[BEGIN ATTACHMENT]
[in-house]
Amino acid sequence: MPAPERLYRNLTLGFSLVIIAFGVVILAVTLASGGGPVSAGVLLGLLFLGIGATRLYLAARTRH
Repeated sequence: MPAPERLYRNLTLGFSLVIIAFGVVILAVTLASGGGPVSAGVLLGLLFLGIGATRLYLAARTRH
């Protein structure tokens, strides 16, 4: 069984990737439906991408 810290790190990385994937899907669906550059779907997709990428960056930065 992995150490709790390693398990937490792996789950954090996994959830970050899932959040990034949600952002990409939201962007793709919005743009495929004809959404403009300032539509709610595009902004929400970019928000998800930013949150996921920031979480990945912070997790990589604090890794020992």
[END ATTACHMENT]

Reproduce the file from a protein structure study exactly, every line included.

[in-house]
Amino acid sequence: MPAPERLYRNLTLGFSLVIIAFGVVILAVTLASGGGPVSAGVLLGLLFLGIGATRLYLAARTRH
Repeated sequence: MPAPERLYRNLTLGFSLVIIAFGVVILAVTLASGGGPVSAGVLLGLLFLGIGATRLYLAARTRH
């Protein structure tokens, strides 16, 4: 069984990737439906991408 810290790190990385994937899907669906550059779907997709990428960056930065 992995150490709790390693398990937490792996789950954090996994959830970050899932959040990034949600952002990409939201962007793709919005743009495929004809959404403009300032539509709610595009902004929400970019928000998800930013949150996921920031979480990945912070997790990589604090890794020992």